ZFIN ID: ZDB-PUB-070212-43
Embryonic and tissue-specific regulation of myostatin-1 and -2 gene expression in zebrafish
Helterline, D.L., Garikipati, D., Stenkamp, D.L., and Rodgers, B.D.
Date: 2007
Source: General and comparative endocrinology 151(1): 90-97 (Journal)
Registered Authors: Stenkamp, Deborah L.
Keywords: Myostatin, GDF-8, Zebrafish, Gene expression, Stress
MeSH Terms:
  • Animals
  • Embryo, Nonmammalian/metabolism
  • Gene Expression Profiling*
  • Gene Expression Regulation, Developmental*
  • Mice
  • Myostatin
  • RNA, Messenger/genetics
  • RNA, Messenger/metabolism
  • Reverse Transcriptase Polymerase Chain Reaction
  • Spleen/metabolism
  • Transforming Growth Factor beta/genetics*
  • Transforming Growth Factor beta/metabolism
  • Zebrafish/embryology
  • Zebrafish/genetics*
  • Zebrafish/growth & development
  • Zebrafish Proteins
PubMed: 17289047 Full text @ Gen. Comp. Endocrinol.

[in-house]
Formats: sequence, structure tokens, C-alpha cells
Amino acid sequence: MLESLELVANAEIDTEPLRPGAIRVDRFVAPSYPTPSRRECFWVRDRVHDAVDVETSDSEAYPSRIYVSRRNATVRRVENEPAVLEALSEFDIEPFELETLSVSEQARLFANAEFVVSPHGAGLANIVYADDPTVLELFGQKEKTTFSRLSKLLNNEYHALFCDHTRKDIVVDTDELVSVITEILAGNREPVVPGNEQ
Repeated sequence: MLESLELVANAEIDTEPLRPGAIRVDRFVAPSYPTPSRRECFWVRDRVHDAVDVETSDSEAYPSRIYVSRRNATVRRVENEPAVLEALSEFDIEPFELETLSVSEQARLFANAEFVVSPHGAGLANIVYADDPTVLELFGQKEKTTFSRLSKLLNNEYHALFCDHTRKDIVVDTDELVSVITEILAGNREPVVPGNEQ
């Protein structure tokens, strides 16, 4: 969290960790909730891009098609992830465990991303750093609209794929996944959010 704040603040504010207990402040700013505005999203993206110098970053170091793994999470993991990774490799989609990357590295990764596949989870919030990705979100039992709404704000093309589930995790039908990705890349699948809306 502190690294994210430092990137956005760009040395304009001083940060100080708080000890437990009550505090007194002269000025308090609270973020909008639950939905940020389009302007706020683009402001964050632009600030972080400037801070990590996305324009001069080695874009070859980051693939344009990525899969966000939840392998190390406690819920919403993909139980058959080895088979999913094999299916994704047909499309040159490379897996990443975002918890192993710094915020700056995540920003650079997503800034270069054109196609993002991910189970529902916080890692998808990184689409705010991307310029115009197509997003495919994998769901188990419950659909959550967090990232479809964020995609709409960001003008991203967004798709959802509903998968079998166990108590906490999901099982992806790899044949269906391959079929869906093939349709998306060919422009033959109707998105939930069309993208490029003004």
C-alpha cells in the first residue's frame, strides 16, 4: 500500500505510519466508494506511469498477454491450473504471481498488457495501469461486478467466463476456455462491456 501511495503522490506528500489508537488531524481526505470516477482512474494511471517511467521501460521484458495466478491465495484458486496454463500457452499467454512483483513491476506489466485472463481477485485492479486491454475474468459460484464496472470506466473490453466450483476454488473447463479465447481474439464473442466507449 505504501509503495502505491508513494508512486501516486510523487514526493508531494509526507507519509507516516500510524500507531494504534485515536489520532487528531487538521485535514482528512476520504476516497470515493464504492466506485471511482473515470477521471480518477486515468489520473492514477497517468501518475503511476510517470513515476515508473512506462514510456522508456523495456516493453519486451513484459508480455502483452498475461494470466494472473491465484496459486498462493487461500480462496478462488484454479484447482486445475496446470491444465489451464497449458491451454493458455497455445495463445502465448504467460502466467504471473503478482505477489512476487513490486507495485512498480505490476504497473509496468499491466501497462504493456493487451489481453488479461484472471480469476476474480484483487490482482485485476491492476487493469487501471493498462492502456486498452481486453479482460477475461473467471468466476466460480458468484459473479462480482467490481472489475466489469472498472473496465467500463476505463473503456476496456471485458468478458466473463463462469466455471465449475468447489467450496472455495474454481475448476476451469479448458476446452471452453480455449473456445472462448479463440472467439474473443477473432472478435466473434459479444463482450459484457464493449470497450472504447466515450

Myostatin is a member of the TGF-beta superfamily and a potent negative regulator of muscle growth and development in mammals. Its expression is limited primarily to skeletal muscle in mammals, but occurs in many different fish tissues, although quantitative measurements of the embryonic and tissue-specific expression profiles are lacking. A recent phylogenetic analysis of all known myostatin genes identified a novel paralogue in zebrafish, zfMSTN-2, and prompted the reclassification of the entire subfamily to include MSTN-1 and -2 sister clades in the bony fishes. The differential expression profiles of both genes were therefore determined using custom RNA panels generated from pooled (100-150/sampling) embryos at different stages of development and from individual adult tissues. High levels of both transcripts were transiently present at the blastula stage, but were undetectable throughout gastrulation (7hpf). Levels of zfMSTN-2 peaked during early somitogenesis (11hpf), returned to basal levels during late somitogenesis and did not begin to rise again until hatching (72hpf). By contrast, zfMSTN-1 mRNA levels peaked during late somitogenesis (15.5-19hpf), returned to baseline at 21.5hpf and eventually rose 25-fold by 72hpf. In adults, both transcripts were present in a wide variety of tissues, including some not previously known to express myostatin. Expression of zfMSTN-1 was highest in brain, muscle, heart and testes and was 1-3 log orders above that in other tissues. It was also greater than zfMSTN-2 expression in most tissues, nevertheless, levels of both transcripts increased almost 600-fold in spleens of fish subjected to stocking stress. Myostatin expression was also detected in mouse spleens, suggesting that myostatin may influence immune cell development in mammals as well as fish. These studies indicate that zfMSTN-1 and -2 gene expression is differentially regulated in developing fish embryos and in adult tissues. The increased expression of both genes in spleens from stressed fish is further supportive of an immunomodulatory role and may explain increased disease susceptibility associated with stocking stress.